The movie is about Anil, who as a child sings and dances for the pure love of the art. He’s inspired by his musical guru Master Raju (Rajesh Khanna). One day when Anil is dancing down the street, he’s invited into the yard of a wealthy young girl, Rita Oberoi. As a dirt-poor street kid, Anil has only a plastic toy guitar, but Rita just happens to have a real guitar and lets him try it. Right about then, her father comes home and is horrified to see a street kid in HIS yard singing to HIS daughter. Oberoi (Om Shivpuri) is one of the richest men in Mumbai, so he can get away with getting Anil arrested for stealing. When Anil’s mother comes by to take him home, Oberoi beats her to the ground, and she goes to jail for Anil.
When Anil’s mother returns from jail, they are ostracized in their small community, and forced to move to Goa. Over the next fifteen years, Anil channels the shame and anger over his mother’s humiliation into dance. Guided by his new manager David Brown (Om Puri), he recreates himself as Jimmy, the Disco Dancer. He becomes so famous that he lands his own endorsements and branded merchandise: Jimmy Ice Cream, Jimmy fabric and Jimmy T-shirts. Jimmy and his manager think it’s now time to return to Mumbai and reclaim his mother’s honor through the vehicle of disco dance.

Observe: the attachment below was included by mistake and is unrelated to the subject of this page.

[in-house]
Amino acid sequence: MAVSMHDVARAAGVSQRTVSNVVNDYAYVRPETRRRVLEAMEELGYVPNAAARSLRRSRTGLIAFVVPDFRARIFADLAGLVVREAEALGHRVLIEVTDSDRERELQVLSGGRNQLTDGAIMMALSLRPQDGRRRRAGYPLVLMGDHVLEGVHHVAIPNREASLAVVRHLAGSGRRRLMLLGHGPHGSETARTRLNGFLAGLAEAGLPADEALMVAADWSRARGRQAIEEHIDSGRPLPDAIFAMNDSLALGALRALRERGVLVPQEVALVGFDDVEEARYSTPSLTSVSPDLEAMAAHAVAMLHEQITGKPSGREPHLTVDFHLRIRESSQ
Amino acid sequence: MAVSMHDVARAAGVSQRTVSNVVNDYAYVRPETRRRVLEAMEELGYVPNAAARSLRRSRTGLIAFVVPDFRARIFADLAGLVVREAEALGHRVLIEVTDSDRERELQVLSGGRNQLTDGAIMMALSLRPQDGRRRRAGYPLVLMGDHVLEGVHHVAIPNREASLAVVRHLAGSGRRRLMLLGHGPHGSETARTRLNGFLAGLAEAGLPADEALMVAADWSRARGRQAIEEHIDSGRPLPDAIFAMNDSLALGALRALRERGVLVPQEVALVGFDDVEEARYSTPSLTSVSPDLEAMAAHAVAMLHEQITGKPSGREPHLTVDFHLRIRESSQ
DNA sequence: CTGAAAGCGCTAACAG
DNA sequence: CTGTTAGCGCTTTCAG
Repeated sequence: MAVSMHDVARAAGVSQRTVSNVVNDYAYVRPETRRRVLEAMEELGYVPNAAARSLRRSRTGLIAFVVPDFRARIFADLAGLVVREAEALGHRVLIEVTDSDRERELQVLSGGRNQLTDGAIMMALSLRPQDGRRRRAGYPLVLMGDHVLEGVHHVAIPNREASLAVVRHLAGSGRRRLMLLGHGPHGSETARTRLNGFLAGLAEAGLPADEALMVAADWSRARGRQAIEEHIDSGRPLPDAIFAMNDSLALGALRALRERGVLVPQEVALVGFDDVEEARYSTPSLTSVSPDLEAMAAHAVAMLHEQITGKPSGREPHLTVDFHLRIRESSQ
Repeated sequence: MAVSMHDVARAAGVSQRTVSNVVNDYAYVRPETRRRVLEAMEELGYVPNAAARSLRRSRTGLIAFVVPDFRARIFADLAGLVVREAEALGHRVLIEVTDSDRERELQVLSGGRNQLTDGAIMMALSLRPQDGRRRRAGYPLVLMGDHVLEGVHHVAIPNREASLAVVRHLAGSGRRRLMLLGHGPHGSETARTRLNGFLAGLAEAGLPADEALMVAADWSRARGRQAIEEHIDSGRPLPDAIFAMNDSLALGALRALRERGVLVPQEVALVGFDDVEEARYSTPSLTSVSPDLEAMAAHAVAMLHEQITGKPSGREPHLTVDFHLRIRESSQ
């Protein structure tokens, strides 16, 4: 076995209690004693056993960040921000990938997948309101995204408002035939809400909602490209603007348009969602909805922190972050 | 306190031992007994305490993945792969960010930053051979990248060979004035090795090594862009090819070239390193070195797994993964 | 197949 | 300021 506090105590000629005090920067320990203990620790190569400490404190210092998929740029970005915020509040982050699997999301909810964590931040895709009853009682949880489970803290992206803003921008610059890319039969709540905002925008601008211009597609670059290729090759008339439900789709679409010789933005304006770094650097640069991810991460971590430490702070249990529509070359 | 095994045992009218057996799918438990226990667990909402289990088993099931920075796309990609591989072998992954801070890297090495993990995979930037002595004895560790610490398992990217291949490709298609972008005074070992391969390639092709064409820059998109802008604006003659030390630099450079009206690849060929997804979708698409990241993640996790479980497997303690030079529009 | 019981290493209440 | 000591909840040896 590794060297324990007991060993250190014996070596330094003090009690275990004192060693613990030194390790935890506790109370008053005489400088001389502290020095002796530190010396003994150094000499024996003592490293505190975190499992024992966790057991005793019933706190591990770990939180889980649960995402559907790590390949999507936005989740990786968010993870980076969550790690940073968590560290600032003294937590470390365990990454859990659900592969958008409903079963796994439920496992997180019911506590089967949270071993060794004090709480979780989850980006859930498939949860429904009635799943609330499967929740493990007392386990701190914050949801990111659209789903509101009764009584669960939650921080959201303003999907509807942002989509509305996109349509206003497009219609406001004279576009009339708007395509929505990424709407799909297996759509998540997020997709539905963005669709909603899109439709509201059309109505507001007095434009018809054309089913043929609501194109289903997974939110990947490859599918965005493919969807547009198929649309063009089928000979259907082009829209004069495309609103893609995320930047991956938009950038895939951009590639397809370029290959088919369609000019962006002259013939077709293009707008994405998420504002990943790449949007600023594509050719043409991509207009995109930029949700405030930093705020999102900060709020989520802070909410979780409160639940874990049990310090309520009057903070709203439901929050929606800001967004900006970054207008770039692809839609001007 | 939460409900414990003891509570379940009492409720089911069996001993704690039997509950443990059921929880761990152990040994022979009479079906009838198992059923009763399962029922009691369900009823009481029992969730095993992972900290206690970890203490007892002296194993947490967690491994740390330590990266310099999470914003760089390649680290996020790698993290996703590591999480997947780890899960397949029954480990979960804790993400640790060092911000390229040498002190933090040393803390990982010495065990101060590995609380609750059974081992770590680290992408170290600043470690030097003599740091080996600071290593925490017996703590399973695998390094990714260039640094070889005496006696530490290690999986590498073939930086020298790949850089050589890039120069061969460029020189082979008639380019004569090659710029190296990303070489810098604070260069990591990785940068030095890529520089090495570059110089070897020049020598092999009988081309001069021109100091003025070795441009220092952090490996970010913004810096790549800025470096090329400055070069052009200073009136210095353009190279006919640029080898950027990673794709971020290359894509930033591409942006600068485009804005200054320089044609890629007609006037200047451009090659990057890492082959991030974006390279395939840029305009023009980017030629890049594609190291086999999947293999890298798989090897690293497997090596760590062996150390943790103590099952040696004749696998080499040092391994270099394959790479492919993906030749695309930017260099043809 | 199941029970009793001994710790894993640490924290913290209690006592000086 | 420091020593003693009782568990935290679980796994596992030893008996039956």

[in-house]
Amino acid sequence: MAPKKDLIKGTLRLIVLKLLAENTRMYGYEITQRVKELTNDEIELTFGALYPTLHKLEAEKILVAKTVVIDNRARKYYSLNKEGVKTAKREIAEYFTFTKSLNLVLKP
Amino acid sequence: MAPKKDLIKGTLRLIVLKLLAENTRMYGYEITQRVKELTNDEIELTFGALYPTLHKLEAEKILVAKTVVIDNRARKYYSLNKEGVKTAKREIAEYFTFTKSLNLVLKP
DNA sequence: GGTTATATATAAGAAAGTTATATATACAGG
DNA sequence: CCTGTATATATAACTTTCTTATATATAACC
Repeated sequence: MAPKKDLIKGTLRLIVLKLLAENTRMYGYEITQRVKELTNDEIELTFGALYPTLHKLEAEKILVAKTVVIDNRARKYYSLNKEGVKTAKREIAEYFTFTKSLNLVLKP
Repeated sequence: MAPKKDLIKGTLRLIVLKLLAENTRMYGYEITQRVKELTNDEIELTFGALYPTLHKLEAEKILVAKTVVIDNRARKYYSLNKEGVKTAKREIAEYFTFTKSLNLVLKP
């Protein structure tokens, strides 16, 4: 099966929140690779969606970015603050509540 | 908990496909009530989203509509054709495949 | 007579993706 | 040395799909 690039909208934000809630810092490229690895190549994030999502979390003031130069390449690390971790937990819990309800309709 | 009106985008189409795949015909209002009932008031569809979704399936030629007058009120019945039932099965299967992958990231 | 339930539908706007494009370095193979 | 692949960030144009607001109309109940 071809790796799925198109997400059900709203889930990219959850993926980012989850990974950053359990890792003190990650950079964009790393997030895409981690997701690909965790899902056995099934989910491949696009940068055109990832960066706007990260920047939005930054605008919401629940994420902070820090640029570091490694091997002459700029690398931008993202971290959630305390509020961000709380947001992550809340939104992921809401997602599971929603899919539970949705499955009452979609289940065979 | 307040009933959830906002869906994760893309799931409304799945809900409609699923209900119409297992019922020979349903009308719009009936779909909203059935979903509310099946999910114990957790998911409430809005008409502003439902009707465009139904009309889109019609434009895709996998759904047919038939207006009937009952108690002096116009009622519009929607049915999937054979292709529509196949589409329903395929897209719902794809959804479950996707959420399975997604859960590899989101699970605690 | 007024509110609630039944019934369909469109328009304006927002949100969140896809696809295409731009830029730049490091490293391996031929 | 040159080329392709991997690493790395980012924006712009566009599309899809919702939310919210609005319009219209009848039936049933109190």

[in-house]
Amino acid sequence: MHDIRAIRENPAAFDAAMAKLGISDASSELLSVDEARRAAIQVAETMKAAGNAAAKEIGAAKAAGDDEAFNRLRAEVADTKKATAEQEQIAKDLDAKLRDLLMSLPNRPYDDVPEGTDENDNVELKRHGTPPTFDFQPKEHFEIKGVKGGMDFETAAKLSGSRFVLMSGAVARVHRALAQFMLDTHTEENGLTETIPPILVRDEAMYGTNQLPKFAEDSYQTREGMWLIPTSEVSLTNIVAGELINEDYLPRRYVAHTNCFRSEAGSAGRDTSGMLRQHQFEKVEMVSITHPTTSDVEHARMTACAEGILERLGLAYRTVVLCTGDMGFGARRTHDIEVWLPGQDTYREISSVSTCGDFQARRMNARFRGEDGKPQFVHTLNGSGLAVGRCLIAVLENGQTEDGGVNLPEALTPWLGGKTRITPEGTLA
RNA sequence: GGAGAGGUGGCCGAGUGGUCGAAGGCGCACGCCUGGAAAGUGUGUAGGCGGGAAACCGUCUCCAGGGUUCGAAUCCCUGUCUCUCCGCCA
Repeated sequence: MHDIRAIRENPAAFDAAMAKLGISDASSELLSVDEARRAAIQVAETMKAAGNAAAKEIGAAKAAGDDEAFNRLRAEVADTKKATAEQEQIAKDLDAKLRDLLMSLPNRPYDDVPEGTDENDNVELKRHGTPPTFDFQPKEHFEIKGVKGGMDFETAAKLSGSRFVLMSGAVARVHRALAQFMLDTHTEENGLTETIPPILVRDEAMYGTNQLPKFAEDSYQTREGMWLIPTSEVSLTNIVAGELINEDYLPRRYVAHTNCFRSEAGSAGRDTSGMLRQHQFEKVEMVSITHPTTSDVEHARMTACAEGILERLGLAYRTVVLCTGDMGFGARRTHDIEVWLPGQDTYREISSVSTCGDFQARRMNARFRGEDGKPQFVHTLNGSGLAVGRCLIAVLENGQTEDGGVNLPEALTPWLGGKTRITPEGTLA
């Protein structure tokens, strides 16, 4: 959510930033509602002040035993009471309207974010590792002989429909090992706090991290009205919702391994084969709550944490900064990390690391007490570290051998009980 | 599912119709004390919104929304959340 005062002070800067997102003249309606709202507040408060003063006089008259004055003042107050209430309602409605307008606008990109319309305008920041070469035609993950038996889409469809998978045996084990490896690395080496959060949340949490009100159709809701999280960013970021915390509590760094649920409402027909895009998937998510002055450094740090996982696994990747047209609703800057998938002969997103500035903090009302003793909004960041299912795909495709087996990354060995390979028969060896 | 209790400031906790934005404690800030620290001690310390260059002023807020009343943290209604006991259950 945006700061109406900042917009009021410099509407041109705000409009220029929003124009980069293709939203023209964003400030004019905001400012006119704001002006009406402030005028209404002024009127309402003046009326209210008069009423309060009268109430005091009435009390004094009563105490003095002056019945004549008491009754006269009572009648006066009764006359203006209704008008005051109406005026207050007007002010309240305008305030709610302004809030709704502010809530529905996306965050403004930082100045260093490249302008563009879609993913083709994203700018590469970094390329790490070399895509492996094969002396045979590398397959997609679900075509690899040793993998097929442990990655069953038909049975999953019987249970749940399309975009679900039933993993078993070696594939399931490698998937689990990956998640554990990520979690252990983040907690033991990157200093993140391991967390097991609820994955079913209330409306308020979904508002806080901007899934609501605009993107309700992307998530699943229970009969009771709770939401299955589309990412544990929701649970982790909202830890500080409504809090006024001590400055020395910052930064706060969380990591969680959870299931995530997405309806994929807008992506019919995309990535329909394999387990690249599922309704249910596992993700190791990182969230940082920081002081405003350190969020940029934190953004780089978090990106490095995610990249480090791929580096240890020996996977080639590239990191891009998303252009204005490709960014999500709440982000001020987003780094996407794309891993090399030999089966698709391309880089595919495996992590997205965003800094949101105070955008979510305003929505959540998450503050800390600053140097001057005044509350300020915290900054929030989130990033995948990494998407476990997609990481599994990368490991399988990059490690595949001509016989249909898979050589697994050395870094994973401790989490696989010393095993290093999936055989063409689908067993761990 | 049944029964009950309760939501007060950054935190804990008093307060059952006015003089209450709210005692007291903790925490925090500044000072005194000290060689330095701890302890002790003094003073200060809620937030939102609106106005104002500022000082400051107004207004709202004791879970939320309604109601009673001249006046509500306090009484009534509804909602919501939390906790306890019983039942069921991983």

Back in Mumbai, Oberoi’s son Sam has become the reigning disco king, and Rita (Kim Yashpal) has grown into a beautiful young woman. When Jimmy returns, he becomes Oberoi’s worst nightmare. He begins to date Rita, and also challenges Sam to compete at the International Disco Championship. Oberoi can’t have this, and hires thugs to stop Jimmy by any means necessary. He even plans to kill Jimmy by electrocuting his, er, electric guitar. Jimmy’s mother saves the day by grabbing the high-voltage instrument before Jimmy does, and she suffers death-by-guitar in Jimmy’s arms.
Jimmy bides his time waiting for the contest trying to work through his new guitar-phobia while Oberoi’s thugs think of other ways to kill him.
“Disco Dancer” is a good-bad movie of the “kitchen sink” type. If you can imagine a genre cliché from Bollywood or Hollywood, it’s here. You get misty Hallmark romance tableaus, bald-headed villains out of a Bond flick, kung-fu fighters flying into piles of rubber bricks, religious devotion and family psychodrama played out through chirpy dance numbers. The disco numbers have more polyester, glitter, tinsel and garish lighting than I’ve ever seen in another movie. Even the dancing isn’t that great.
But it is a classic that’s remembered by a whole generation of filmgoers. Why? One reviewer asks,